Thursday, February 16, 2012
One’s whole experience of the world is expressed in one’s imagination – intellect, memory and creative will. One imagines bodily – one’s imagination contains all one has experienced in life, all one knows. Given that the world includes other than oneself, one can neither know nor even imagine all that is now, or has been, or will be beyond now.
Conscience considers all one consciously imagines (sub-consciousness is a matter for question). Imagination is the nexus between the real and the ideal. The content of imagination is the ideal against which one measures the real; one imagines some ideal world. The real is that which is true apart from how one imagines the world to be, one’s ideal world.
There is, however, much that is true but which remains unknown – much that is beyond knowing. The question whether there is the perfect Ideal haunts human imagination. Is Truth the perfect Ideal toward which one’s imagination strives to know? Perhaps. In any case, one must imagine what is True in order to know the Truth.
As one's imagination is grounded in reality, one’s own ideal is more possibly real. The mature human being is able to distinguish the real from one’s own ideal. The faithful imagination hopes any act one chooses to really do is congruent with that perfect Ideal – such congruency is love.
The act reveals the faithfulness of one’s imagination. All action is subject to judgment – good being that which is to be done (ought to be done). Thus the prayer of repentance: “Forgive us for what we have done and left undone.”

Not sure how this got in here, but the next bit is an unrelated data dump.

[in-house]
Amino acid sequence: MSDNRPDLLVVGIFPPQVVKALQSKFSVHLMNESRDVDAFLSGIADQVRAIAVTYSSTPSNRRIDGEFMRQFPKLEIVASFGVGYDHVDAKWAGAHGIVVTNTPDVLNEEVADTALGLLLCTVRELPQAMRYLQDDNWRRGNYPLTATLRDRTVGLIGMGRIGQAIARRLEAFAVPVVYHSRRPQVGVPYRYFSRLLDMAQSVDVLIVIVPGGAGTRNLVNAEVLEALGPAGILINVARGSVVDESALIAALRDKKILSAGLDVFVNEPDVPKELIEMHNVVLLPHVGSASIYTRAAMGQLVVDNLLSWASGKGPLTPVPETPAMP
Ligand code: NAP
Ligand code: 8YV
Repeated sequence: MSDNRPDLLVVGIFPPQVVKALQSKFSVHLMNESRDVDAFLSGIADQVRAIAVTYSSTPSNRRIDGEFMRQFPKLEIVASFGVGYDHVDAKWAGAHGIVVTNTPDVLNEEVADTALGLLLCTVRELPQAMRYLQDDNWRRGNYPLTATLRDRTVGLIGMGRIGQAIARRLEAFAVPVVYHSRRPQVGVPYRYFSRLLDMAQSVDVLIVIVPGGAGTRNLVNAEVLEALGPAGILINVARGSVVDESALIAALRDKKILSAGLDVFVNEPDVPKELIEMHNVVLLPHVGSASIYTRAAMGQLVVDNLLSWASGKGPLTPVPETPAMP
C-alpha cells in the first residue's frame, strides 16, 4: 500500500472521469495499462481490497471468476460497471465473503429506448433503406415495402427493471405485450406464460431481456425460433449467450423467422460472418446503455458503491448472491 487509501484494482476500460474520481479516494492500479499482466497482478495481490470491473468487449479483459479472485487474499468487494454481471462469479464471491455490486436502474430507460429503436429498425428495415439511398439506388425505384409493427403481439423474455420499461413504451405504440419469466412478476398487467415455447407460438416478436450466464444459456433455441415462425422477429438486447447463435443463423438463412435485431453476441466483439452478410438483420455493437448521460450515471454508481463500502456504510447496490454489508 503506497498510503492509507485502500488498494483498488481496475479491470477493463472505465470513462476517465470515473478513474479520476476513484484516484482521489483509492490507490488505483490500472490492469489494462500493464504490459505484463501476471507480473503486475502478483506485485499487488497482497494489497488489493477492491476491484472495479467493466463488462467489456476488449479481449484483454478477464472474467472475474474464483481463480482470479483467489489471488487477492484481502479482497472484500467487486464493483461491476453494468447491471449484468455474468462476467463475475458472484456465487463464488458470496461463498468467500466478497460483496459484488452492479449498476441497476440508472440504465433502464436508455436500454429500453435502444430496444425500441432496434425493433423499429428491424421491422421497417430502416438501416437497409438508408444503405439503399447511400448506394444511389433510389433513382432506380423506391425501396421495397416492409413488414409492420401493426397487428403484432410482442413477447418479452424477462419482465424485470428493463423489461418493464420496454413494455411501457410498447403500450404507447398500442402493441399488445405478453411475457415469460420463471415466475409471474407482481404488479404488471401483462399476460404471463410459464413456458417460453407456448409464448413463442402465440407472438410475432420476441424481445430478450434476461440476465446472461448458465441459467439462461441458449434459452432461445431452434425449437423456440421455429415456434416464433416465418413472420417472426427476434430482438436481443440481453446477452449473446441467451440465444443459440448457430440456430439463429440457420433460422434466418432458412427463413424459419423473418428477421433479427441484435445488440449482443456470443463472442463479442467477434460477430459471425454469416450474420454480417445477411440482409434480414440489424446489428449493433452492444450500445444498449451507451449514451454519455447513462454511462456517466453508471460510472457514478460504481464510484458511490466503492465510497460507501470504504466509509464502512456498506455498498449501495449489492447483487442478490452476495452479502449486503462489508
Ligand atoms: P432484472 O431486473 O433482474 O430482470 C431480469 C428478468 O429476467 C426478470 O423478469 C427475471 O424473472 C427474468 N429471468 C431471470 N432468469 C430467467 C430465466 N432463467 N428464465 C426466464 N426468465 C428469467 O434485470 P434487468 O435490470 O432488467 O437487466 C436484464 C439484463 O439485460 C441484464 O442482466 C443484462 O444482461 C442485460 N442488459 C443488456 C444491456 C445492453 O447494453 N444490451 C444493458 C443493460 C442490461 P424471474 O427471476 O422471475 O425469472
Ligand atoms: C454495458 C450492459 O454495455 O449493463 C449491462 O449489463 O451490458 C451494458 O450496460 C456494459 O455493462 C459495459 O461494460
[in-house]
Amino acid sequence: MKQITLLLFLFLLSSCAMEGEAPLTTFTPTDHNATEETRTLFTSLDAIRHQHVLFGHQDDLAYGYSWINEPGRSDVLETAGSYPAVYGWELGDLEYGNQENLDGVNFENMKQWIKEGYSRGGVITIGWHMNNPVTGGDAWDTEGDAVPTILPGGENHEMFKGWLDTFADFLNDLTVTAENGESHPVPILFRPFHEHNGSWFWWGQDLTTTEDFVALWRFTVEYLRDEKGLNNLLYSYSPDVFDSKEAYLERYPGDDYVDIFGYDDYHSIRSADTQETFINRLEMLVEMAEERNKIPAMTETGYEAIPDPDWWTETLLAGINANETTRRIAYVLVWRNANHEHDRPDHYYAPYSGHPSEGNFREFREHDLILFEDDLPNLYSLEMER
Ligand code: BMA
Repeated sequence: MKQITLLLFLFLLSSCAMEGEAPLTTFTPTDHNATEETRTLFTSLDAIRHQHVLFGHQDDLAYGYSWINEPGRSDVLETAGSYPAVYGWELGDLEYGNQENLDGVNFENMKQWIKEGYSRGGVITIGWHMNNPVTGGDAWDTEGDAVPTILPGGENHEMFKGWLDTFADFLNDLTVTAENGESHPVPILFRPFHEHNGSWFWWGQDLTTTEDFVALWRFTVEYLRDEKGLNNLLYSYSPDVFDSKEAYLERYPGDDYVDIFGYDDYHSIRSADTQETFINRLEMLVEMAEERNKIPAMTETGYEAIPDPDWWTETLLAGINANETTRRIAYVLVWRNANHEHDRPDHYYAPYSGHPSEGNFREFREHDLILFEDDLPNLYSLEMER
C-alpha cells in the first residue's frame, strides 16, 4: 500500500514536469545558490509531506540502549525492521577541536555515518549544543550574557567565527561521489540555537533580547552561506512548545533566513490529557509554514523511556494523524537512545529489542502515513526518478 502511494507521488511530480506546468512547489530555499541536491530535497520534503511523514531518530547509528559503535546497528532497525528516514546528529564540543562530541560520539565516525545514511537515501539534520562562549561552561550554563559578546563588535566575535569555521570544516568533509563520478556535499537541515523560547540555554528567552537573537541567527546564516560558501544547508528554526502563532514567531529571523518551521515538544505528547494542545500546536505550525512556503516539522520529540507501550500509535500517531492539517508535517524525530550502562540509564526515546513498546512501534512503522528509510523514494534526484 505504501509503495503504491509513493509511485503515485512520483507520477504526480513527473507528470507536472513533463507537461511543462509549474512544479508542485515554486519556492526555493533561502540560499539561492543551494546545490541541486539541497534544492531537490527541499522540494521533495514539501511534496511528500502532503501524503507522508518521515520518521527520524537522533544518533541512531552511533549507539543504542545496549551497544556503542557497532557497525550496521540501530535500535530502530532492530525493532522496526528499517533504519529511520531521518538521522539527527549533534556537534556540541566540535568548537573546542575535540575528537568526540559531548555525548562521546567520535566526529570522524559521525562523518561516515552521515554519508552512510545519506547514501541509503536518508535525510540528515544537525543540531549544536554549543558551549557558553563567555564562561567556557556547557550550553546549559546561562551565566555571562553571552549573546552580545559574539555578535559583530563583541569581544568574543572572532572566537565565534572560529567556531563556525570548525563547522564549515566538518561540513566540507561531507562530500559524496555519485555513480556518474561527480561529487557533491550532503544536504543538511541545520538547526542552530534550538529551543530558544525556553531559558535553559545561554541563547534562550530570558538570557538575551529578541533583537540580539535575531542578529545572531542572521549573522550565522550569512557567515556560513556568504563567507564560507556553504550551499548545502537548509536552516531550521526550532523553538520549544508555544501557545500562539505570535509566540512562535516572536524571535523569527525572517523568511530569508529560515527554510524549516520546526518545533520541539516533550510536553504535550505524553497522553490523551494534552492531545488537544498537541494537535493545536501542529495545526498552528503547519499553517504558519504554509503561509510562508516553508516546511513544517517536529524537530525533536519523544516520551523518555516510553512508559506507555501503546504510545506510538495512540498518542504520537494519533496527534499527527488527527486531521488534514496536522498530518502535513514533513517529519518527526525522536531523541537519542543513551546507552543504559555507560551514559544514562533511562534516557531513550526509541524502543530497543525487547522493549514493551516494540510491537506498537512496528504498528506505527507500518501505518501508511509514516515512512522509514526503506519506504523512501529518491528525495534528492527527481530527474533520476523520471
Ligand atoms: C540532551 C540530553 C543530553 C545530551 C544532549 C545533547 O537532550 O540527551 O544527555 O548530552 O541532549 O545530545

Monday, January 23, 2012
Saturday, May 21, 2011
he was lifted up while they were watching,
and a cloud hid him from their sight.
They were still staring into the sky while he was going,
when suddenly two men in white clothing stood near them
Sunday, January 30, 2011
Consider the question: what is the greatest commandment. What do you think yourself concerning this question? Does your answer have some other reference other than your own thoughts? What is your primary reference for thinking about this question? If Scripture, why? Where does Scripture support what you think about the greatest commandment?
One of the scribes, when he came forward and heard them disputing and saw how well he had answered them, asked him, "Which is the first of all the commandments?"
Jesus replied, "The first is this: 'Hear, O Israel! The Lord our God is Lord alone! You shall love the Lord your God with all your heart, with all your soul, with all your mind, and with all your strength.' The second is this: 'You shall love your neighbor as yourself.' There is no other commandment greater than these."
The scribe said to him, "Well said, teacher. You are right in saying, 'He is One and there is no other than he.' And 'to love him with all your heart, with all your understanding, with all your strength, and to love your neighbor as yourself' is worth more than all burnt offerings and sacrifices."
And when Jesus saw that (he) answered with understanding, he said to him, "You are not far from the kingdom of God." And no one dared to ask him any more questions.
Why do you believe what you believe? To what cultural community does your conception of life conform? Might there be some need for transformation so that such conception can be renewed so to give priority to what God considers to be good? Read Romans 12 (consider this chapter within the context of the whole book, especially verses 16-21 of chapter 1, verses 13-25 of chapter 7, verses 24-28 of chapter 8, and verses 8-10 of chapter 13).